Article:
Story: The swimming team of Tadano High School has shrunken to only one member, the loser Suzuki
(Satoshi Tsumabuki). Nevertheless, this all changes when goodlooking Mrs. Sakuma starts teaching at the boy-school.
But when the meanwhile huge bunch of interested boys gets to know that the swimming team will be a synchronized
swimming team, there are only left 5 of the members in Sakuma's team.
As Sakuma has to go because of an unexpected maternity leave, the team is on its own. They can't stand it anymore to be called losers by everyone and so they decide to build up a good show for the Tadano Festival. Their first presentation of their swimming capabilities becomes a catastrophe, though.
Yet, Suzuki and his four friends don't get disheartened. With the help of a dolphin trainer (Naoto Takenaka) they learn the basics and start to become better every day. Fully to the surprise of the trainer, who just taught them indirectly and without any intention to do so at all.
Suzuki's plan to "take over" the swimming pool at the festival becomes unnecessary as the team gets the attention of the local media. Now, the school is forced to let the swimming team perform at the festival, because of the strong demand of the audience. However, can the swimming team really put on a good show?
Review: "Waterboys" is a great addition of director Shinobu Yaguchi to the extraordinary humor of Japan.
Fully put into action like an anime we get slapstick at its best which might feel strange for western audiences at first. But luckily
there are also enough funny moments which can create a cultural bridge.
After "My Secret Cache" and "Adrenaline Drive" Yaguchi proves once more to have a sense for the right timing of gags and he doesn't fail to provide us with lots of crazy and exaggerated moments, that you will only find in a Japanese movie.
The plot of the movie is everything but original. A bunch of losers want to prove themselves in a type of sport and finally win back their self esteem. Well, storywise that's it. Fortunately, the director manages it give the well known story its own style. This starts with bringing the unusual sports of synchronized swimming into the game, and ends with the wacky characters. Some of those might feel like a little bit of a stereotype, but that seems to be necessary to give Yaguchi the fundament on which to build his typical humor.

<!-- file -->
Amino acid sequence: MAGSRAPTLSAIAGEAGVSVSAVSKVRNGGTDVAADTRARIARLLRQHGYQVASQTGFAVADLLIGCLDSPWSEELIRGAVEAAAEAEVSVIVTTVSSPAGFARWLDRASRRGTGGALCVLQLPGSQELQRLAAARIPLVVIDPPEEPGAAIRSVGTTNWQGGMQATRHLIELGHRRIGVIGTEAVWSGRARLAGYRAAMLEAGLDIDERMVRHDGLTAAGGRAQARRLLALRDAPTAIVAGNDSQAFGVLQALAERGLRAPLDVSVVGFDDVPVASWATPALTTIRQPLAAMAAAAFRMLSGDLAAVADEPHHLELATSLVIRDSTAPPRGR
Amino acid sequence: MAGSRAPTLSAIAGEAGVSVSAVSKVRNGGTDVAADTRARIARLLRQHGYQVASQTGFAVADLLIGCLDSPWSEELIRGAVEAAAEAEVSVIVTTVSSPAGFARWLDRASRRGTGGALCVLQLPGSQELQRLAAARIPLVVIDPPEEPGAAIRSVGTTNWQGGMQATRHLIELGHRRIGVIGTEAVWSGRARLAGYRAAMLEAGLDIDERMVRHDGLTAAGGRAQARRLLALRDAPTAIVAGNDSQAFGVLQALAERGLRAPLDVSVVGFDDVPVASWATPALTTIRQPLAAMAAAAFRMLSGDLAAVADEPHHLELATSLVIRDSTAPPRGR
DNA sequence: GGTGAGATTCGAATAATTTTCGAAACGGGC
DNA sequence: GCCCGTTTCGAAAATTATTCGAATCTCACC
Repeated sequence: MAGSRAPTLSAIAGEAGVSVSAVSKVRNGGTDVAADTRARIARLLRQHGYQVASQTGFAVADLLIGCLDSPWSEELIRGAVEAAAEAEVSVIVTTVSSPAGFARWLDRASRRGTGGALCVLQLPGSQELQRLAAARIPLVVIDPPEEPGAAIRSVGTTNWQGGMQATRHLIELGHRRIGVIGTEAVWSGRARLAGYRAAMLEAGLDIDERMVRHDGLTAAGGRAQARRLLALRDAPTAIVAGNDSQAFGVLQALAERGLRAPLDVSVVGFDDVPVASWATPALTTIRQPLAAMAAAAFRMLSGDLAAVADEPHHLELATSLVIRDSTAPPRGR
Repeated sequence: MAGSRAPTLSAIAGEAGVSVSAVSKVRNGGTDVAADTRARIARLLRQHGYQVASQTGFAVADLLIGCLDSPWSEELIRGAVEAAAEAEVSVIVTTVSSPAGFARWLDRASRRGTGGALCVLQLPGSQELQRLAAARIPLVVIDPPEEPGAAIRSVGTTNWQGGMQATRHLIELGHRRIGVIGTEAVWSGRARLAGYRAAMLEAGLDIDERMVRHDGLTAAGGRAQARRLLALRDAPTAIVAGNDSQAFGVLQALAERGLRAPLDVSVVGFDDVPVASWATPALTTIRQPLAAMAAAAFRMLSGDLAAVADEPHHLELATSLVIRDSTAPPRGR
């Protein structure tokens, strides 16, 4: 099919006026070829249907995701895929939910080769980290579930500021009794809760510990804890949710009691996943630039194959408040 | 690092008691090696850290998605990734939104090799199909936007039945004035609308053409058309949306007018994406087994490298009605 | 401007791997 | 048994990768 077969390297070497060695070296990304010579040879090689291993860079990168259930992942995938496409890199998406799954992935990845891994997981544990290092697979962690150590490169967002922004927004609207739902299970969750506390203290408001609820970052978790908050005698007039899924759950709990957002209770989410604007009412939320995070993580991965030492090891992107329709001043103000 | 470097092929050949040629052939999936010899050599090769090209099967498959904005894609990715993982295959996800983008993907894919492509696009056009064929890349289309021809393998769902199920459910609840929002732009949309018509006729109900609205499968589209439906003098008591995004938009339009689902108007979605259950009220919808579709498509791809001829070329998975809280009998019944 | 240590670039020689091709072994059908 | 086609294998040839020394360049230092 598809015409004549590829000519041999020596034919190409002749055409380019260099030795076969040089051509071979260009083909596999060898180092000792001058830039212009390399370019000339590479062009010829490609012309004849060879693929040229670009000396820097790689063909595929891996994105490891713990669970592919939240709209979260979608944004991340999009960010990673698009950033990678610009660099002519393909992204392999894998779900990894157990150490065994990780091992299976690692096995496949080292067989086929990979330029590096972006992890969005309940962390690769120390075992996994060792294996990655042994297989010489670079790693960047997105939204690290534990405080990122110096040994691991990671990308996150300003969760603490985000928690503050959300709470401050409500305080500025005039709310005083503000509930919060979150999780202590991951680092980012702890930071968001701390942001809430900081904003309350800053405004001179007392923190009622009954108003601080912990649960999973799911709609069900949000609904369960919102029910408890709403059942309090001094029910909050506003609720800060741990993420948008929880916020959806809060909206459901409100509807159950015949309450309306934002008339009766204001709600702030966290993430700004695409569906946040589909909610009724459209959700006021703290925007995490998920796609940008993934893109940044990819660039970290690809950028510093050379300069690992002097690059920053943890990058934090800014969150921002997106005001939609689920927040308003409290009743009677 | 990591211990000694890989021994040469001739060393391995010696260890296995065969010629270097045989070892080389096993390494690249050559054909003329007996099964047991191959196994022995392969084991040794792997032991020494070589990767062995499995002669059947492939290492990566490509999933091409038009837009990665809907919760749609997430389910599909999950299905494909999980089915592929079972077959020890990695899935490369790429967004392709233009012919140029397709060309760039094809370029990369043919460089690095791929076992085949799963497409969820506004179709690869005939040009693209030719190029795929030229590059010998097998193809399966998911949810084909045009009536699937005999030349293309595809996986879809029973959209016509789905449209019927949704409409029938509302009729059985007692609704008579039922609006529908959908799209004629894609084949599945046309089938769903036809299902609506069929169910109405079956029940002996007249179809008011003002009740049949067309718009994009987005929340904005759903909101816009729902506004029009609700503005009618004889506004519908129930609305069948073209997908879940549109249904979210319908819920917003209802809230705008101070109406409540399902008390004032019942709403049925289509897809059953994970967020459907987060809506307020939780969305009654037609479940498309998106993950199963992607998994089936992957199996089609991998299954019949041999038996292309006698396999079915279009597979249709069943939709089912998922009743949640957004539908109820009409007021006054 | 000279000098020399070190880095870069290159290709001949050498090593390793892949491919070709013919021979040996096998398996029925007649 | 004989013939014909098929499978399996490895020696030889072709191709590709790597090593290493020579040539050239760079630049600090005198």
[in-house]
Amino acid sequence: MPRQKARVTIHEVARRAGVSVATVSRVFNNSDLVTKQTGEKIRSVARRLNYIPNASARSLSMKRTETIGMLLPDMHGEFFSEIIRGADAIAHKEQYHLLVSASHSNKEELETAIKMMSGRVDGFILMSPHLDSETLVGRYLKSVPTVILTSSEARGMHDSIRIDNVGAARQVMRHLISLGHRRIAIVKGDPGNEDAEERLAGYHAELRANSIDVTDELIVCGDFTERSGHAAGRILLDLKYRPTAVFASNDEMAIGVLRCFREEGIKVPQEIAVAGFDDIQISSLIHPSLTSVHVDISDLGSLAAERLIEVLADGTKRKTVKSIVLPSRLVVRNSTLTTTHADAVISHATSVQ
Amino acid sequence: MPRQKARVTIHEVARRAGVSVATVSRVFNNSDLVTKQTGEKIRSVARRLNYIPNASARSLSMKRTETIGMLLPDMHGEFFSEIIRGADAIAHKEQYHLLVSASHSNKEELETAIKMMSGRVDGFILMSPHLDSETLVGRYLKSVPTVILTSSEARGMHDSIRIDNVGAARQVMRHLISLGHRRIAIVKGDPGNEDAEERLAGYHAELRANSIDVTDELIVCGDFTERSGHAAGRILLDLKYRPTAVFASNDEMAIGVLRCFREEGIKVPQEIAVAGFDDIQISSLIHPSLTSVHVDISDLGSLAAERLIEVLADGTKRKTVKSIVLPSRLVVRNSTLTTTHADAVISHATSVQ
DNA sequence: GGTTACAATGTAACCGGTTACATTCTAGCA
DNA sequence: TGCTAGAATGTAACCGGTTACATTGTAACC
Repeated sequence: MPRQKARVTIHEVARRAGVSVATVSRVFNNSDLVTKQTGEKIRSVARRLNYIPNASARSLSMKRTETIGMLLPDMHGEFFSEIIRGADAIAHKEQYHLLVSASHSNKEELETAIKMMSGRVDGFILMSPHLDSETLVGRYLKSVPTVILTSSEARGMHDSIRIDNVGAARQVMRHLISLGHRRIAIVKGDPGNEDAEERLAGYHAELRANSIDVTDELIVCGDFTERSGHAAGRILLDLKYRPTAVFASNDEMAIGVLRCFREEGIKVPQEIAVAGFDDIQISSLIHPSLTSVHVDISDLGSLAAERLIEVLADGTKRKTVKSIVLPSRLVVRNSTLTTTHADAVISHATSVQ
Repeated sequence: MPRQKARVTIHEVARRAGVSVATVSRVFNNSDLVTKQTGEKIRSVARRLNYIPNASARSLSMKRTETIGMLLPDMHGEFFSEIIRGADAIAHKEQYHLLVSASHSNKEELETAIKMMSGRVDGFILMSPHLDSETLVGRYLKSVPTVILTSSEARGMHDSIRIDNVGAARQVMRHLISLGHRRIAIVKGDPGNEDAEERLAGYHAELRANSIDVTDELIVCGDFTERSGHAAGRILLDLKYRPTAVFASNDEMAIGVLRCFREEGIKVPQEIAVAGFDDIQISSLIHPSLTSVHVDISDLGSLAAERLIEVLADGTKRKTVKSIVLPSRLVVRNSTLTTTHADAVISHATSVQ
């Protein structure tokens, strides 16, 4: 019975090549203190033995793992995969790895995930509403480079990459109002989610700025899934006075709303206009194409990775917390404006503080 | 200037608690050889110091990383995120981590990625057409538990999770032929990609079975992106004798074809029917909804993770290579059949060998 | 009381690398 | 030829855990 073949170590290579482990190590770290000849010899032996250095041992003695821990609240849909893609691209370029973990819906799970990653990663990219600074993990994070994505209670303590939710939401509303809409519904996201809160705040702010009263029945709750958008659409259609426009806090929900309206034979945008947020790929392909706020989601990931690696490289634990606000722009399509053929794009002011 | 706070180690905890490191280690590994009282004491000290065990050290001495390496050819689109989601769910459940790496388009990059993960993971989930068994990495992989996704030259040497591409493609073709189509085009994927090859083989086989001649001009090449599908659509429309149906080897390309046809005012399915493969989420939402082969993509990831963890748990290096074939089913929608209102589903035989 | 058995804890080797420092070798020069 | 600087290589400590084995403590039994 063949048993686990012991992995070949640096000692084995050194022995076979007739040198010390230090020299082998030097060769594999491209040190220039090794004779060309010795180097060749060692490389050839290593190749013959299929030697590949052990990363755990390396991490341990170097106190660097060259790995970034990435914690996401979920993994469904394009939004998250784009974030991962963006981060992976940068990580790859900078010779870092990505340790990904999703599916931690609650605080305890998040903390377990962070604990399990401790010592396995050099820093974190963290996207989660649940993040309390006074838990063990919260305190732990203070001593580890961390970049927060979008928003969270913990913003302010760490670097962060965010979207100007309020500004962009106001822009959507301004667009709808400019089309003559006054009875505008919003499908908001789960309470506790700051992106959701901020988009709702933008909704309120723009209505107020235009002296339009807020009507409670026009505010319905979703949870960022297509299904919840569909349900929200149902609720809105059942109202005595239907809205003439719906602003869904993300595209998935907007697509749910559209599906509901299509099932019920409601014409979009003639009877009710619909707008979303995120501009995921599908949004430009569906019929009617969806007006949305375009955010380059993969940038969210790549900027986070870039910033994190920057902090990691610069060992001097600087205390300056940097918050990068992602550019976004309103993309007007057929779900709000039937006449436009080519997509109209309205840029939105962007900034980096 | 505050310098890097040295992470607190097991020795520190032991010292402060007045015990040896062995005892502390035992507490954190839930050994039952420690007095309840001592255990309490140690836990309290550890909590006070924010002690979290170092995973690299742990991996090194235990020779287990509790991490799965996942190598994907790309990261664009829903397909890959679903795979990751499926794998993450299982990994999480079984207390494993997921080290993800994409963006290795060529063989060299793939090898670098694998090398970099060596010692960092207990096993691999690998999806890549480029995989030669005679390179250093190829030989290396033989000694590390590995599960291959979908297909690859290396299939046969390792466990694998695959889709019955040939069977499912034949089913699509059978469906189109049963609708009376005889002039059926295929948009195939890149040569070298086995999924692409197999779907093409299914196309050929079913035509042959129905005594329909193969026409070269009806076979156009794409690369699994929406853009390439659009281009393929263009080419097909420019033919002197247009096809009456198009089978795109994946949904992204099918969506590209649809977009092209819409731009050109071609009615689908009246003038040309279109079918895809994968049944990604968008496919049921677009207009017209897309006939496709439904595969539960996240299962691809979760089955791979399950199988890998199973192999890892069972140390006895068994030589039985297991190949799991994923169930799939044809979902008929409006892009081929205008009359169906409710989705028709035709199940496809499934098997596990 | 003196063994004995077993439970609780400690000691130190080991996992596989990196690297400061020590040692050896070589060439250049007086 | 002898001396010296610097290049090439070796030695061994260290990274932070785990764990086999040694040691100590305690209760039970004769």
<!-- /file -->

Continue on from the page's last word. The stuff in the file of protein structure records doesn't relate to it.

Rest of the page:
Nevertheless, despite the one-dimensionality of some persons, the actors succeed in beeing convincing most of the time. As far as this is possible in a movie like this, natch...
However, especially the several grimaces and the body language give us some good laughs and so you can't blame anyone that he didn't do a great job. Besides, every character has his own personal five minutes in which to shine. The braggart with the afro-look (!), as the jumpy dolphin-trainer or the Karate-skilled girlfriend of Suzuki will have you crying out of laughing. The scene in which Suzuki's girlfriend flies through the picture, kicking the drinks machine to get a soda for Suzuki, is just typical for the exceptional humor of Japan.
Some critics have pointed out, that "Waterboys" is very homoerotic. Fact is, that it's not the same in Japan as it is in western countries. So, there is some hugging or play-brawling every now and then. It really has to be questioned if this is a sign of a "gay" movie. Except of one actual gay and some drag queens there is nothing to be found here to support this "criticism". Besides, these characters are also just some loony guys which the film is full of. Maybe it's just irritating for some men, that the actors are dressed in swimming trunks most of the time. Well, what do you expect of a movie about swimming? A coat and hat?
Apart from that, there are in fact some scenes that would have made me turn off the movie under normal circumstances. For instance, there is a scene in which the actors are dancing painfully awkward. Interestingly enough this scene just fits into the rest of the movie and doesn't feel that awkward at all. But then I guess, this is only possible in a Japanese movie. It's just the style and intention of the movie to be wacky and unpredictable. So the characters just have to appear as if they were pulled right out of a comic.
Director Shinobu Yaguchi does a fine job in providing the right pictures and camera angles, which were necessary for most of the gags to work. The music is also pretty fitting. So what else do you want?
Those who can't identifiy with the typical Japanese slapstick-humor will most likely find themselves scratching their heads, questioning their own sanity, because of some of the movie's scenes. For everyone else the movie will deliver some fine jokes, thanks to the perfect timing of the humor and the wacky performances of the actors.
Despite all that, "Waterboys" is a movie that is definitely above average, but which fails to present anything new, due to its predictable and well known story. If there wouldn't be this scene that should have rewritten comedy history...
Suzuki and his friends try to perform something for the first time, but the afro-hairdo of one of them starts to be engulfed in flames, another one looses his pants and the rest isn't that lucky neither.
The timing, the directional finesse, the slow-motion, the music, the gestures - everything fits in perfectly. I can't remember the last time a movie made me laugh that hard. And it doesn't get less funny the more you watch it - yeah, it's even enough to recall this scene to make you laugh again!
"Waterboys" along with "My Secret Cache" made me a fan of Shinobu Yaguchi, because his humor is just my cup of tea. The situational comedy and the perfect timing of the gags will make some viewers rolling on the floor laughing!